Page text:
It’s 11:25 on Sunday morning and I am in a double wide trailer room at an audio festival listening to Side A of Billie Holiday’s tragic batch of swan songs Lady In Satin. I am one of seven at the moment, and “You Don’t Know What Love Is” is hitting me harder than it ever has while the rest of the room fawns over one of the many exaggerated systems in use this weekend. I’m having a hard time with the whole thing. It feels sort of pornographic, sort of untrue, to be talking about Holiday’s struggles with heroin and deep, unmitigated longing for something she never found in the same breath as the signal chain that’s bringing it all to us today. To pun the phrase out of existence, I don’t get the connection, and I don’t feel as if she’s there in the room with us. I feel as if I’m stepping on the toes of the sacred and that I cannot do anything related to her or her music justice, and so I stop scanning my fantasy football lineup looking for a happy distraction from myself, send some sympathy to the good-hearted organizers, and leave. I’ve been here for half an hour and have already let someone down.
At this point it’s obvious to me that I should have taken my Effexor before I left the house this morning. In the words of the King of Swamp Castle, this is supposed to be a happy occasion and instead I’m all elbows and knees and two left feet, emotionally speaking. While it’s objectively difficult to imagine anything all that meaningful ever happening in the conference caverns of a semi-suburban Marriott, I’m not in a generous mood and so I enter the main building trying to open my mind not so much to what I’m about to see as how I’m about to see it. I need to let it just be a thing about speakers and whatever, I tell myself, as I make my way to the headphone room to meet up with my friend-turned-co-worker David. My wife and daughters have, for their own health, already retreated to a local museum of some kind and left Dave and I to a variety of devices designed to give you the truest relationship with the artists and music you love. Whatever the hell that could possibly mean.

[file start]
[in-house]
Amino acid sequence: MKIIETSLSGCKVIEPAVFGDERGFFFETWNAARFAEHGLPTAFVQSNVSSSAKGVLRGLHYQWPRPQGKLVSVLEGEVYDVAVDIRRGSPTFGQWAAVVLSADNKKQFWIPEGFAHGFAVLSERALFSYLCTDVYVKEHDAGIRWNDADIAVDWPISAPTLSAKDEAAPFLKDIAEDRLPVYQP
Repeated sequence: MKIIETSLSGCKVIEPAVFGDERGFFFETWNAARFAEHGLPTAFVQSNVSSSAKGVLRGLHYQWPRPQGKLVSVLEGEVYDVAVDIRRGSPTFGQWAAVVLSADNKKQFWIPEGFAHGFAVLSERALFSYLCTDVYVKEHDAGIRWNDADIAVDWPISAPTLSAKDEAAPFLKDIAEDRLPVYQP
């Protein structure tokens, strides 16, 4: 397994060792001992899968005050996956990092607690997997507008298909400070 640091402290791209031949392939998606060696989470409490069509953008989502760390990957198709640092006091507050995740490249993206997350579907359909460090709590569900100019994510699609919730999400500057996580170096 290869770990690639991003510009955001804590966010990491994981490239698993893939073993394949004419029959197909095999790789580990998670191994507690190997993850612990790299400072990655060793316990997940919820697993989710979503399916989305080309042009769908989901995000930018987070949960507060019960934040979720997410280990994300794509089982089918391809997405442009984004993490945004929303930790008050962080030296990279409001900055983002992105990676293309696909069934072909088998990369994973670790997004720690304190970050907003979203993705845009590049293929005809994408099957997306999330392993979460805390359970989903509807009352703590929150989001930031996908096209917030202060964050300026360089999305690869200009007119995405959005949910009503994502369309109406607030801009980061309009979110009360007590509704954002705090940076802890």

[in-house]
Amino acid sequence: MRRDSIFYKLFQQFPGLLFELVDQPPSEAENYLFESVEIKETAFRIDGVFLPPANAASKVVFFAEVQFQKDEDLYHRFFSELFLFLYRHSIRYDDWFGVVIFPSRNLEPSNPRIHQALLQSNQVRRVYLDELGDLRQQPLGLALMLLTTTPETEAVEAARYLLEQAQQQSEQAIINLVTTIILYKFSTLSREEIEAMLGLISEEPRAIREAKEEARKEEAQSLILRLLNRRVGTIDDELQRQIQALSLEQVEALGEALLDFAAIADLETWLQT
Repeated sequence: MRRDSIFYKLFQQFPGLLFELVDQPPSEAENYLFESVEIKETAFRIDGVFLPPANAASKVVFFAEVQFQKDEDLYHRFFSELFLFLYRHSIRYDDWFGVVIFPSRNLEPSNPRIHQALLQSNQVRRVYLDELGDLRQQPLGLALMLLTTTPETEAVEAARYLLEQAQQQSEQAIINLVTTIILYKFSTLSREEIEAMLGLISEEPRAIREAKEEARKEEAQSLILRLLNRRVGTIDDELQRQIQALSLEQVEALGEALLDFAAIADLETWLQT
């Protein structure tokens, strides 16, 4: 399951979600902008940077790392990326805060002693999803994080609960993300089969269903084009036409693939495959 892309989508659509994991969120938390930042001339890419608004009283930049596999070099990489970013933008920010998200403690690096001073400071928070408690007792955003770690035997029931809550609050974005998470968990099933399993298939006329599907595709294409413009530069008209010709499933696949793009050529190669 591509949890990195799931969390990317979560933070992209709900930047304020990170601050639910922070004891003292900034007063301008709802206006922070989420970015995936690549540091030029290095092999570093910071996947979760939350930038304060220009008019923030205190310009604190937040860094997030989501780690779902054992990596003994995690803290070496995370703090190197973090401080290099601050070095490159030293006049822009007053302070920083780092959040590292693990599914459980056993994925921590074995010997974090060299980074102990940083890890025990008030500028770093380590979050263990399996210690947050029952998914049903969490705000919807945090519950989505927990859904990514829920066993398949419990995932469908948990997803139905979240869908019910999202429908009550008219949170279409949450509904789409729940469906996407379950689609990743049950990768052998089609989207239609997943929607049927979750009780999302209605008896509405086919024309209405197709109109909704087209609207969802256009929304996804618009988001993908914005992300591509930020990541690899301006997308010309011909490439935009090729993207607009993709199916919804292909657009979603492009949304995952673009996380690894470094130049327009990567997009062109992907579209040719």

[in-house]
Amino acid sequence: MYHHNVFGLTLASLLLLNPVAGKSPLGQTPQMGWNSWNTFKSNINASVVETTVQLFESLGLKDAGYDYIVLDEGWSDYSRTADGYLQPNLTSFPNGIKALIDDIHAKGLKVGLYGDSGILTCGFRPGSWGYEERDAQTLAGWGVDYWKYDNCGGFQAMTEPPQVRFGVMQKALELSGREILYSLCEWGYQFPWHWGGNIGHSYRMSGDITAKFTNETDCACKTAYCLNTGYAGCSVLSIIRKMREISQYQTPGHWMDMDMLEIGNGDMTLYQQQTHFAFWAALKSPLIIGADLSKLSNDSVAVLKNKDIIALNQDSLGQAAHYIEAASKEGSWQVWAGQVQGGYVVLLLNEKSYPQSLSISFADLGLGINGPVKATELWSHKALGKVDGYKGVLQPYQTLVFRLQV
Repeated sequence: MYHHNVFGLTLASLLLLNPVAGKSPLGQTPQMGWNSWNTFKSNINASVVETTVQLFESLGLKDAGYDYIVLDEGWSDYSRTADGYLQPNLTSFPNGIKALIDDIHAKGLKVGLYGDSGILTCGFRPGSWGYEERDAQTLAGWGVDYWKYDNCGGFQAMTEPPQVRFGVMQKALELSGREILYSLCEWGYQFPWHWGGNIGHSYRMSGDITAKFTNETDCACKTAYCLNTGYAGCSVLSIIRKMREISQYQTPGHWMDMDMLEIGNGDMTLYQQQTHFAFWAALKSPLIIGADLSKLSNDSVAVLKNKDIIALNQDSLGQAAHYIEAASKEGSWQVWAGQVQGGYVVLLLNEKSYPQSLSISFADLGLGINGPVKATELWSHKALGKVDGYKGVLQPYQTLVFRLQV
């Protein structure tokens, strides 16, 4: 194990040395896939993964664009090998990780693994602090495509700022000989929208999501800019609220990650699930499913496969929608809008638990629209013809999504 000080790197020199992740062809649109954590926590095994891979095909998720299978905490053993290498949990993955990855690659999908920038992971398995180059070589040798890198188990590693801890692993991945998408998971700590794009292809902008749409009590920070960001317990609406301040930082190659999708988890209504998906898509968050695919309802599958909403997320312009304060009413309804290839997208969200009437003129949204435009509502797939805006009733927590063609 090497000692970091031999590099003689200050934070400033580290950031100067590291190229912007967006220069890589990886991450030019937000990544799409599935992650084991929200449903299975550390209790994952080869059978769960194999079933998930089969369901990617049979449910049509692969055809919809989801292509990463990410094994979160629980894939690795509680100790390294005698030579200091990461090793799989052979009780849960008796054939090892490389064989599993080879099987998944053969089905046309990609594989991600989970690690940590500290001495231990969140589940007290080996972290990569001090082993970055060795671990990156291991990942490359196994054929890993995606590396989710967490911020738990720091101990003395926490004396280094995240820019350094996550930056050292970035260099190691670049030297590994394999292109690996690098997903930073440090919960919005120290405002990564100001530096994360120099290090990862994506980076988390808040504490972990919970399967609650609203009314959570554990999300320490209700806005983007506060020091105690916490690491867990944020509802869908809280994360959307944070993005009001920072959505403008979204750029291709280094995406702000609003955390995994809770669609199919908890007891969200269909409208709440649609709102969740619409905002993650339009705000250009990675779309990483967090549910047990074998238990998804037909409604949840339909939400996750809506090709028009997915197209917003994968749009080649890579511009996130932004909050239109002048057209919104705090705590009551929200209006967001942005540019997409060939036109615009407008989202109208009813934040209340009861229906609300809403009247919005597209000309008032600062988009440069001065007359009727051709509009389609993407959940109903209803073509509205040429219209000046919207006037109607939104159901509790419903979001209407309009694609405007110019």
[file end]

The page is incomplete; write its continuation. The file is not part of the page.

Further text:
After avoiding a pair of $3 water bottles and being told a startlingly-meta conference truth by an earth-shaped guy about having to know the name of what we’re looking for if we’re ever going to find it here, we head back into a lobby area where someone is playing electric guitar through a youth group amp and, based on the reaction, he’s really ripping it. To my ears, it sounds like the kind of thing that would be playing while Jesus returned riding a John Deere lawnmower and sporting a Marlboro Red and a worn-out bathrobe but that’s fine. Different strums, etc etc. As the guy finishes playing, I turn and see an audio cable company with a sign about a promotion they’re running at the conference. The tagline reads “Ask for a Freebie from the Librarian” alongside a picture of what is obviously intended to be a porn-ish image of a woman in an sort-of buttoned blouse looking over her glasses at whoever knowingly. It’s a big hit with attendees, as you can probably imagine, and indicative of the kind of insular stupidity that events like these have come to be, at least partially, known for. Cromagnon-ism of this kind has become typical at these events and explains the tiny number of women I see here. For so long, this type of stuff has been seen as being sinister and gross, both of which it is. No one has asked me but, as we step into the main conference showroom, it has me thinking that if things like this are going to survive and dare I say thrive, the people involved are going to need to grow up.